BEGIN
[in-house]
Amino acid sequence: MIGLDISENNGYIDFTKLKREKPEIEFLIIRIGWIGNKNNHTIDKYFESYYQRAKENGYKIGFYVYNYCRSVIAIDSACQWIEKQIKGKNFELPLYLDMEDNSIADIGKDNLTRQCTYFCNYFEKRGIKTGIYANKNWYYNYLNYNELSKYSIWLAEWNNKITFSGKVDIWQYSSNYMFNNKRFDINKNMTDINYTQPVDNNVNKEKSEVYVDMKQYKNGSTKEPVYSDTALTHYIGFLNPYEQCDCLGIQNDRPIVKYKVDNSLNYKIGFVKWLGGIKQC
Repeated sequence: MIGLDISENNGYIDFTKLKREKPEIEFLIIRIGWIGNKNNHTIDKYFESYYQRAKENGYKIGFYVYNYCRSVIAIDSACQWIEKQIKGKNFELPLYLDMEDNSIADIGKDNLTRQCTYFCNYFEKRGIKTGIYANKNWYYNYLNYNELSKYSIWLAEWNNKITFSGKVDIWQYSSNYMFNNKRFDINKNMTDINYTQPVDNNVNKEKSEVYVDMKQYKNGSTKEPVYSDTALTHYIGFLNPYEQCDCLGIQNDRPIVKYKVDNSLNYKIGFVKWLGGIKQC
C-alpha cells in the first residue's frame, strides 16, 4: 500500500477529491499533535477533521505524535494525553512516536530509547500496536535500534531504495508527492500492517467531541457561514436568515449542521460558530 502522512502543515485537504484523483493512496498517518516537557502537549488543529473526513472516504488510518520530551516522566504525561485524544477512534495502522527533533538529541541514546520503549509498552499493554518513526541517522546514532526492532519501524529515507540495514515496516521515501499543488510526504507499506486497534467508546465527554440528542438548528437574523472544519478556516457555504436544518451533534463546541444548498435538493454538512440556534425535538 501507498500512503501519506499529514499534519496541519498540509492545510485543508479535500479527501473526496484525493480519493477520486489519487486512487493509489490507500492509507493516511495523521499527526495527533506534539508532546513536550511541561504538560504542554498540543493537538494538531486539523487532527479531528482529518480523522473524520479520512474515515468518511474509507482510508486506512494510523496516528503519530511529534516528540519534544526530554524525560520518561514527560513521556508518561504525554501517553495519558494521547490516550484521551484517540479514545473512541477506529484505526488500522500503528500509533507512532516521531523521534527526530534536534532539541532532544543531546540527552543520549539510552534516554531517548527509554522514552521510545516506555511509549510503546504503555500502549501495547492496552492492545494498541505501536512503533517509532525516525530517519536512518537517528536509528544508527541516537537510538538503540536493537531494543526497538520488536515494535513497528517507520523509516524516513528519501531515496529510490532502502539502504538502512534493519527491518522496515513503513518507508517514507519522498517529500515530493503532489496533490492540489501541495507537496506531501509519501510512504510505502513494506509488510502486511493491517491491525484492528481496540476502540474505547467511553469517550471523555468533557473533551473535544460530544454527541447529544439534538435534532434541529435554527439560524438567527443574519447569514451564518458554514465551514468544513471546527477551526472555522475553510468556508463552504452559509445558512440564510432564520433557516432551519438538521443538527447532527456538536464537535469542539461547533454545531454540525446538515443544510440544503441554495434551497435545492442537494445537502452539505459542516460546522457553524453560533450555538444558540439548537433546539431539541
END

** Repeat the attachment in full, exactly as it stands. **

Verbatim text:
[in-house]
Amino acid sequence: MIGLDISENNGYIDFTKLKREKPEIEFLIIRIGWIGNKNNHTIDKYFESYYQRAKENGYKIGFYVYNYCRSVIAIDSACQWIEKQIKGKNFELPLYLDMEDNSIADIGKDNLTRQCTYFCNYFEKRGIKTGIYANKNWYYNYLNYNELSKYSIWLAEWNNKITFSGKVDIWQYSSNYMFNNKRFDINKNMTDINYTQPVDNNVNKEKSEVYVDMKQYKNGSTKEPVYSDTALTHYIGFLNPYEQCDCLGIQNDRPIVKYKVDNSLNYKIGFVKWLGGIKQC
Repeated sequence: MIGLDISENNGYIDFTKLKREKPEIEFLIIRIGWIGNKNNHTIDKYFESYYQRAKENGYKIGFYVYNYCRSVIAIDSACQWIEKQIKGKNFELPLYLDMEDNSIADIGKDNLTRQCTYFCNYFEKRGIKTGIYANKNWYYNYLNYNELSKYSIWLAEWNNKITFSGKVDIWQYSSNYMFNNKRFDINKNMTDINYTQPVDNNVNKEKSEVYVDMKQYKNGSTKEPVYSDTALTHYIGFLNPYEQCDCLGIQNDRPIVKYKVDNSLNYKIGFVKWLGGIKQC
C-alpha cells in the first residue's frame, strides 16, 4: 500500500477529491499533535477533521505524535494525553512516536530509547500496536535500534531504495508527492500492517467531541457561514436568515449542521460558530 502522512502543515485537504484523483493512496498517518516537557502537549488543529473526513472516504488510518520530551516522566504525561485524544477512534495502522527533533538529541541514546520503549509498552499493554518513526541517522546514532526492532519501524529515507540495514515496516521515501499543488510526504507499506486497534467508546465527554440528542438548528437574523472544519478556516457555504436544518451533534463546541444548498435538493454538512440556534425535538 501507498500512503501519506499529514499534519496541519498540509492545510485543508479535500479527501473526496484525493480519493477520486489519487486512487493509489490507500492509507493516511495523521499527526495527533506534539508532546513536550511541561504538560504542554498540543493537538494538531486539523487532527479531528482529518480523522473524520479520512474515515468518511474509507482510508486506512494510523496516528503519530511529534516528540519534544526530554524525560520518561514527560513521556508518561504525554501517553495519558494521547490516550484521551484517540479514545473512541477506529484505526488500522500503528500509533507512532516521531523521534527526530534536534532539541532532544543531546540527552543520549539510552534516554531517548527509554522514552521510545516506555511509549510503546504503555500502549501495547492496552492492545494498541505501536512503533517509532525516525530517519536512518537517528536509528544508527541516537537510538538503540536493537531494543526497538520488536515494535513497528517507520523509516524516513528519501531515496529510490532502502539502504538502512534493519527491518522496515513503513518507508517514507519522498517529500515530493503532489496533490492540489501541495507537496506531501509519501510512504510505502513494506509488510502486511493491517491491525484492528481496540476502540474505547467511553469517550471523555468533557473533551473535544460530544454527541447529544439534538435534532434541529435554527439560524438567527443574519447569514451564518458554514465551514468544513471546527477551526472555522475553510468556508463552504452559509445558512440564510432564520433557516432551519438538521443538527447532527456538536464537535469542539461547533454545531454540525446538515443544510440544503441554495434551497435545492442537494445537502452539505459542516460546522457553524453560533450555538444558540439548537433546539431539541